Secondary ion mass spectrometry is a well-established analytical technique. A pulsed ion gun produces bunches of primary ions that sputter the sample surface, creating a phenomenon called collision cascade. The uppermost layers of the sample are thereby ionised, extracted and analysed in a high resolution mass spectrometer. The technique shows very high sensitivity (ppb), high mass resolution (m/Δm ~104), and, in principle, high spatial resolution (down to nm). As such, it is very suitable for a broad range of applications throughout material science, analytical chemistry, the semiconductor industry, and the life sciences. However, the technique is non-quantitative. The ion yield during the collision cascade is sensitive to the chemical environment of the sample surface, resulting in different secondary ion yields due to the so-called matrix effect. Moreover, the secondary ion yield is generally low, with less than 1% of the sputtered species being in an ionised form.


Schematic of the experimental set-up, showing post-ionisation above the sample surface

Yield can be improved by applying “post-ionisation,” i.e. externally delivering energy to the desorbed species and removing (ideally one) outer electron thereby turning the neutral atoms and molecules into ions. In the research part LaPoM2et, sponsored by the European Space Agency’s Plan for European Cooperating States, a commercially available time-of-flight secondary ion mass spectrometry (TOF-SIMS) apparatus (ION-TOF IV, Munster, Germany) was combined with a custom-built femto- second Cr:forsterite laser system. Ultrashort pulses (120 fs duration, 4 mJ energy) were focused inside the SIMS chamber to produce a beam waist approximately 250 μm above the sample surface. Here the desorbed, mostly neutral, species under- goes post-ionisation, and the ionised atoms/molecules are subsequently extracted by means of external bias for analysis by a TOF mass analyser.


Small fragment of the Kosice meteorite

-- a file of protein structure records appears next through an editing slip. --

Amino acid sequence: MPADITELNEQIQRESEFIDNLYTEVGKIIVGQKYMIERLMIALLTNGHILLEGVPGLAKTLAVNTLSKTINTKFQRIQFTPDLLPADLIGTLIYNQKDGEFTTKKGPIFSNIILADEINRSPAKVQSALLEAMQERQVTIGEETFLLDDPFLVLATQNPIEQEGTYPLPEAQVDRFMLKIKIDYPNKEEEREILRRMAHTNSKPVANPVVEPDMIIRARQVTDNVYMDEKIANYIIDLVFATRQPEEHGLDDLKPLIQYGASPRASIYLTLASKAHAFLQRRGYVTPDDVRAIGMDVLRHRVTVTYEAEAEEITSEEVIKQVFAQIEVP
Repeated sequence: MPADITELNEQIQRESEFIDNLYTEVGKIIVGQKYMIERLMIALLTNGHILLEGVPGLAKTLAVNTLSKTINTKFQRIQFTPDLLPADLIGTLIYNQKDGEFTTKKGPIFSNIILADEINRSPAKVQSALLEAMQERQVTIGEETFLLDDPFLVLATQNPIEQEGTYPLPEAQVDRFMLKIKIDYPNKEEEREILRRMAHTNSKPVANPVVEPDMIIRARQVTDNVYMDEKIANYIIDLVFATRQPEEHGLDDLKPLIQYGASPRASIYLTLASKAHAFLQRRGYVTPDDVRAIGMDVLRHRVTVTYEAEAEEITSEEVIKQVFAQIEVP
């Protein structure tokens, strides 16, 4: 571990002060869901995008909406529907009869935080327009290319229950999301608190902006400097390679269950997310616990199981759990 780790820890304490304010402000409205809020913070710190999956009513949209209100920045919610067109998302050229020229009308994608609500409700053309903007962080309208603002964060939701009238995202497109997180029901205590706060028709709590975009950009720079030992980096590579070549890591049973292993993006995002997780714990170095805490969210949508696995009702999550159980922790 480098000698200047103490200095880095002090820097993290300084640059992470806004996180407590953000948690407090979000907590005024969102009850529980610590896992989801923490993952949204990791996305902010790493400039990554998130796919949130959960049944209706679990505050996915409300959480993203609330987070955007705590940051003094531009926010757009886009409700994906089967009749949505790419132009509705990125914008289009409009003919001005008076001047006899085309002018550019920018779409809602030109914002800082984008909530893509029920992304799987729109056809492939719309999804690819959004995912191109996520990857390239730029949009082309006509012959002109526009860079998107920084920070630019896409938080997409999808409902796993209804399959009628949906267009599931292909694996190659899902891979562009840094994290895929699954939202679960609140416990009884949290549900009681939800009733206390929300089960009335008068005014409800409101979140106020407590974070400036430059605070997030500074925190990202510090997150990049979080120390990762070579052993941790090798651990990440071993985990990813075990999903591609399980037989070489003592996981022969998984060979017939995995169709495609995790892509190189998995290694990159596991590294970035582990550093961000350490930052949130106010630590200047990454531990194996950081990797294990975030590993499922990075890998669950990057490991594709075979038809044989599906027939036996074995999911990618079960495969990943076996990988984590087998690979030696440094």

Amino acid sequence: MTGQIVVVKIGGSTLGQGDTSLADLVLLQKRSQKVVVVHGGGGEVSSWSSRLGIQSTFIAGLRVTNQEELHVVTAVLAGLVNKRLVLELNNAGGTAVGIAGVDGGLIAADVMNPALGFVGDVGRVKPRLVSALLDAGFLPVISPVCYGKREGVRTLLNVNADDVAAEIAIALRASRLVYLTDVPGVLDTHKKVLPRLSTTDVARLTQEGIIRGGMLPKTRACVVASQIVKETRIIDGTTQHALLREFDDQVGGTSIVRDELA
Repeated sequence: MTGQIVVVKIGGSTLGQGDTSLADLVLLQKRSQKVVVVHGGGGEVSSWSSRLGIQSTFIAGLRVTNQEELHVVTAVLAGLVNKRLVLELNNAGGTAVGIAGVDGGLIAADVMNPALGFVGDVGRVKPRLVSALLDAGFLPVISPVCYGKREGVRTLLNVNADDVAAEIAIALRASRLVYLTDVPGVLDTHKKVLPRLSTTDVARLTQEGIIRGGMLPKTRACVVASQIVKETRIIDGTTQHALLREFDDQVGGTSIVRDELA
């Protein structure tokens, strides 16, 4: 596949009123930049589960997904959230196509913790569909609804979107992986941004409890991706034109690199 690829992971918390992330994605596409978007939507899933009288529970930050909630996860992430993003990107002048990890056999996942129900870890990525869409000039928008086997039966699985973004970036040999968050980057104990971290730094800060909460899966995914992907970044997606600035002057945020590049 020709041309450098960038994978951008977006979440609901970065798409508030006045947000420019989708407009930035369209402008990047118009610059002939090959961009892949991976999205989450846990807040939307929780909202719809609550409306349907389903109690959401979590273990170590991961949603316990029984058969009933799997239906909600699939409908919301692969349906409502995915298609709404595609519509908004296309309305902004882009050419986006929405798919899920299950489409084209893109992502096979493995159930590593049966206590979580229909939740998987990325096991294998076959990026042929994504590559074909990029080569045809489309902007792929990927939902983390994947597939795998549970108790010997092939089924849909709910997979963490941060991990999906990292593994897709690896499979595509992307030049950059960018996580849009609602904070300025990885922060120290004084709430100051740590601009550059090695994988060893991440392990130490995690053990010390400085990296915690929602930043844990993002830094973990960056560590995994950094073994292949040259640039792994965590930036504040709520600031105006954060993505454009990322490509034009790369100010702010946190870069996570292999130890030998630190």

Sample mass spectra were derived for an ordi- nary class H5 chondrite metoerite, the parent body of which entered the atmosphere on 28th October 2010 near the town of Kosice in Eastern Slovakia. Besides the usual terrestrial contaminants CxHy, the standard SIMS spectrum shows characteristic elemental features (Mg, Ca, Si) that correspond to the composition of expected minerals, such as forsterite, enstatite, diopside, augite, etc. The post-ionised mass spectrum shows a simpler structure and lower mass resolution, but the peak intensities correspond to the relative abundance of elements within the sample, providing quantitative results. Future work will focus on improving post-ionisation mass analysis by the application of machine learning methods.


Standard (top) and post-ionised (bottom) mass spectra of the Kosice meteorite

Justina Novakova, Eva Noskovicova, Monika Jerigova, Dusan Lorenc and Dusan Velic (ILC)

Turning light into matter (CLF, United Kingdom)

A team led by Imperial College, London, and with strong participation from European Institutes and Universities, carried out an experiment in the Gemini facility at the Central Laser Facility at the STFC Rutherford Appleton Laboratory, in an attempt to prove an 88-year-old theory.

In 1934, using the then new theory of the interaction between light and matter known as quantum electrodynamics (QED), Gregory Breit and John Wheeler proposed a mechanism whereby light can be turned into matter under certain conditions. The Breit-Wheeler (BW) process involves smashing two photons together to create an electron and a positron. This process is widely believed to have been present during the first 100 seconds of the Universe and to be responsible for gamma-ray bursts, but has not been demonstrated experimentally, with past attempts requiring the addition of other high-energy particles. Prof. Steve Rose at Imperial College, London derived a method to demonstrate the process using only photons, which was tested in Gemini in 2018 by a team of physicists from Imperial College, Friedrich Schiller University Jena, and Queen’s University Belfast. Whilst the team is still analysing the results, details of the experiment were published a few months ago [1].